Written by U Ne Oo on 1996-02-26

Dr U Ne Oo

48/2 Ayliffes Road

St Marys SA 5042


February 26, 1996.

Dr Boutros Boutros-Ghali

The Secretary-General of the United Nations

38th Floor, U.N. Secretariat

United Natitariat

United Nations New York 10017

United States of America.

Dear Secretary-General:



As a follow-up to the communication made to the Secretary-General on 31 January 1995 and to the members of United Nations Security Council on 20 February 1995 and 12 October 1995, I appeal the U.N. Secretary-General to make appropriate measures in solving Burma's refugee problem and mediating political and military conflicts conflicts in Burma. These political and military conflicts must be solved urgently so that it will create an environment conducive to the voluntary repatriation of refugees from Myanmar. Although Daw Aung San Suu Kyi has been released, there have not been any improvements in human rights situation which may create safe environment for the Burma's refugees to return. We continue to receive reports of the further outflows of Burma's refugees and displaced people into neighbouring countries, especially Thaila Thailand. Therefore, I appeal the U.N. Secretary-General and Security Council to demand the Military Government of Myanmar (GOM) to take necessary steps, as the GOM's contribution to the international peace and security, towards the improvement of the human rights situation and solving refugee problem in Burma. Followings are my observation about the developments in the human rights and political situation in Burma since the communication to you in January last year.

I. Armed Attacks on Refugen Refugees and Displaced People

After the fall of Karen National Union's headquarters Manerplaw in January 1995, we continue to receive reports of armed attacks on the refugees and displaced people by the Democratic Karen Buddhist Organization (DKBO) - the breakaway faction of the Karen National Union(KNU). Various international human rights organizations have reported of the abductions and killings of refugees; and attacks on displaced people and refugee camps on the Thai soil by the DKBO [1,2]. The motive of thve of the abduction of refugees and attacks on the camps appears to be to force the Karen refugees back to Burma.

The Special Rapporteur for Human Rights in Myanmar, Professor Yozo Yokota, has also reported above incidents to the U.N. General Assembly in his interim report on 16 October 1995 [3]. According to the SLORC, the Burmese army has provided logistics supports to the DKBO since its defection from the KNU in December 1994. However, the SLORC denied Burmese army's involvements in abducting refugees andgees and attacking refugee camps [4].

Although the DKBO is reportedly responsible for those attacks on Karen refugees, it has been revealed at the closer investigations that those border incursions were actively supported by the Burmese army. The reports by Amnesty International [5] and Far Eastern Economic Review [6] indicate that Burmese regular army is responsible for the attacks on the refugee camps in Thailand. Refugees from the camps said that the attackers were Burmese soldiers wearing the uniform aniform and insignia of the Democratic Karen Buddhist Army.

Continuing incidents of violent conflicts by these disputing parties as well as the attacks on refugees attract attention from the Thai authorities. Often, these conflicts create tensions between the Burmese army and Thai security forces.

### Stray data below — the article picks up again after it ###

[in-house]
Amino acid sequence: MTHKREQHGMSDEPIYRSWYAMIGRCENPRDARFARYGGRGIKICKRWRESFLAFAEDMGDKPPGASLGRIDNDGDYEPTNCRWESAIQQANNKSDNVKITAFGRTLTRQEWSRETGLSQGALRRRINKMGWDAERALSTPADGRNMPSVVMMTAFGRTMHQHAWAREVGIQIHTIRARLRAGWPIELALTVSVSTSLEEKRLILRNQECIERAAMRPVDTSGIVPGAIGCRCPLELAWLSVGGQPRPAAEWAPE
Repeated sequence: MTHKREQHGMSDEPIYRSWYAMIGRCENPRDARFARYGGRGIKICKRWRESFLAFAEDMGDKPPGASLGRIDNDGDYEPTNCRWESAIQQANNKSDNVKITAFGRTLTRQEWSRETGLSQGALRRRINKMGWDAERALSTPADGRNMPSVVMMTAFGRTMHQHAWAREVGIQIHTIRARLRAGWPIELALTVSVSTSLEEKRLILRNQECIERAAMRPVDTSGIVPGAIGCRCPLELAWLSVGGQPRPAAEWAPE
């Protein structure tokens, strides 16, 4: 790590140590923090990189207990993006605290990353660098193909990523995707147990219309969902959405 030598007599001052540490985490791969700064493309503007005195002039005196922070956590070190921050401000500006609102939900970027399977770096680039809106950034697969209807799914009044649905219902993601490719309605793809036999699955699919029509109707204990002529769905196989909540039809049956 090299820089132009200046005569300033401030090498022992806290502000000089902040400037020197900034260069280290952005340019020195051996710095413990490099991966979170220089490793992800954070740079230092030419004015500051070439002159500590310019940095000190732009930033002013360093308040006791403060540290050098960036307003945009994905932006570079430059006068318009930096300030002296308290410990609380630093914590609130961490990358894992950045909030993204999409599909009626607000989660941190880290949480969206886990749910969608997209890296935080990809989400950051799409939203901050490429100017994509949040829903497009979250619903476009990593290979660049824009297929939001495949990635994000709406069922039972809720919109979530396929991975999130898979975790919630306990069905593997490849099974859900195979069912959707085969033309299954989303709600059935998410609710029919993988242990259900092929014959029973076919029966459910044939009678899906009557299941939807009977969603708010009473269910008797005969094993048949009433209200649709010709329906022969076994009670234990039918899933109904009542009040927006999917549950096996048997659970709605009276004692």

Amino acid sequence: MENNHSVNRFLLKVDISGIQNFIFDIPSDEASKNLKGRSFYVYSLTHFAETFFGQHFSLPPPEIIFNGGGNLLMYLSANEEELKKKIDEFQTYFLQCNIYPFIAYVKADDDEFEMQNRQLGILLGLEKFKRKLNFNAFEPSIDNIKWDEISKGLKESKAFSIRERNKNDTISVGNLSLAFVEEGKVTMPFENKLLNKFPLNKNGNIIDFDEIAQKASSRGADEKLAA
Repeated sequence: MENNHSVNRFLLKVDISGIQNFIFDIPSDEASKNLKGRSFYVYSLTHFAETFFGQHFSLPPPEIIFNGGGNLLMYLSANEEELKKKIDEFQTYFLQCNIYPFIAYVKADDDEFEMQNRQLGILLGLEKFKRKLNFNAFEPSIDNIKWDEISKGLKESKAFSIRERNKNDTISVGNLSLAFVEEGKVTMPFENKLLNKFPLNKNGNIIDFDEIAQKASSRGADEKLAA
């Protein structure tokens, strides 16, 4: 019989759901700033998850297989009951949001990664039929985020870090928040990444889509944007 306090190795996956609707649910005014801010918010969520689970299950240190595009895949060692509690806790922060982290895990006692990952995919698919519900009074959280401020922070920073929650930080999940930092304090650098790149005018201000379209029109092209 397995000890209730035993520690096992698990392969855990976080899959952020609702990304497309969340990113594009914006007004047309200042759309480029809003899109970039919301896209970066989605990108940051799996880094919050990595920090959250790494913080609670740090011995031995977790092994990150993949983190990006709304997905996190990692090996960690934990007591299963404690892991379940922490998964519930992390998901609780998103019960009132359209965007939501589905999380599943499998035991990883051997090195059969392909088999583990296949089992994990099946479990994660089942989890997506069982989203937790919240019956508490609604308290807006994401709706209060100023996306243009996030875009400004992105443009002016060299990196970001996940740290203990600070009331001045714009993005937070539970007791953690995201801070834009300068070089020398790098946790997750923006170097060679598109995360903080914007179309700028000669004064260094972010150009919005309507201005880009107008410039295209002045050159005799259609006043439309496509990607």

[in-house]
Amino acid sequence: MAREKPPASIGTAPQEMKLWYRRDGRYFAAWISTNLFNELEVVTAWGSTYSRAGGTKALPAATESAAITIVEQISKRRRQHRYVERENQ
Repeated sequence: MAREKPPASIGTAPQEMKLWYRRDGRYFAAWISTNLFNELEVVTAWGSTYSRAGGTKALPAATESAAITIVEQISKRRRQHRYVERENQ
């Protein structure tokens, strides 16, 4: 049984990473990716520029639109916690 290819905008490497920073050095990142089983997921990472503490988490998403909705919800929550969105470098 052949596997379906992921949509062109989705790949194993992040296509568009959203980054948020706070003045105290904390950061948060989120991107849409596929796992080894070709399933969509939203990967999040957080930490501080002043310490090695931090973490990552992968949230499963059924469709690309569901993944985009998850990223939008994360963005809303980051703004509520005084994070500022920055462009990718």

In recent months, the Democratic Karen Buddhist Army has stepped up their campaign in terrorizing Karen refugees and displaced people, and attacking on refugee camps along the Thai border [7]. The fight The fighting between DKBO and KNU has also been reported [8]. These incidents led to the deployment of Thai security forces along the Thailand-Burma border in early February 1996 [9,10].

Such frequent occurrence of tensions between Thai security forces and Burma's armed forces; and repeated attacks on refugees and displaced people call for your urgent attention to the situation. The international community must help in promoting a peaceful solution to the problems between DKBO, KNU and the Burmese armymese army.

II. Treatment to the former combatants in Shan State

On 5 January 1996 the drug warlord Khun Sa and his Mong Tai Army in Burma's eastern Shan State have surrendered to the Burmese army. After the ceasefire, the former combatants from the Mong Tai Army were forcibly taken to work on government road projects [11].

The rebel sources have indicated that the ceasefire terms include the amnesty as well as rehabilitation for the rebel soldiers [12]. Such degrading treatments to tents to the former combatants by Burmese army are unacceptable and therefore the international community must make measures to ensure these former rebels are treated fairly.

III. Refusing to make reconciliation with the Opposition

On 10 July 1995 the leader of the opposition National League for Democracy (NLD) party, Daw Aung San Suu Kyi, was released after numerous requests made by the international community. Since her release from the detention, Daw Aung San Suu Kyi has made several appeals to the to the leaders of ruling military council, State Law and Order Restoration Council (SLORC), to make reconciliation with civilian opposition. In spite of those appeals and the U.N. General Assembly resolutions [13], the ruling military council still refuse to hold talk with the opposition leader.

The opposition party, NLD, has also made request to redress the process of drafting constitution. Current process of framing constitution do not allow the full participation of elected people's representatives. The NL The NLD therefore said that such constitution will not guarantee to meet democratic aspiration of the people of Burma [14]. On 29 November 1995, the National League for Democracy formally withdrew their support for the Military Government sponsored National Convention.

I believe a constitution which accommodate the democratic aspirations of all indigenous nationalities of Burma is essential for future peace and stability in Burma. Recently, the opposition National League for Democracy has voiced its views ts views that a federal form of constitution may be suitable for future Burma [15]. The ethnic nationalities, particularly the Karen National Union, has been requesting for their participation at the National Convention as necessary condition to formally end the armed struggle against the central government. Therefore, the U.N. agencies should provide the necessary helps in drafting Burma's constitution.

IV. Humanitarian Situation in Burma

Burma is known to have been at the stage of developing internag internal crisis by the U.N.D.P. since June 1994 [16]. In this year, there appears to be a sharp decline in people's living standard due to inflation, scarcity of work opportunities and high price of basic food items such as rice. The poor Burmese families who cannot afford normal meals are reportedly having the 'Rice Water'[17] - reflecting the extent of poverty.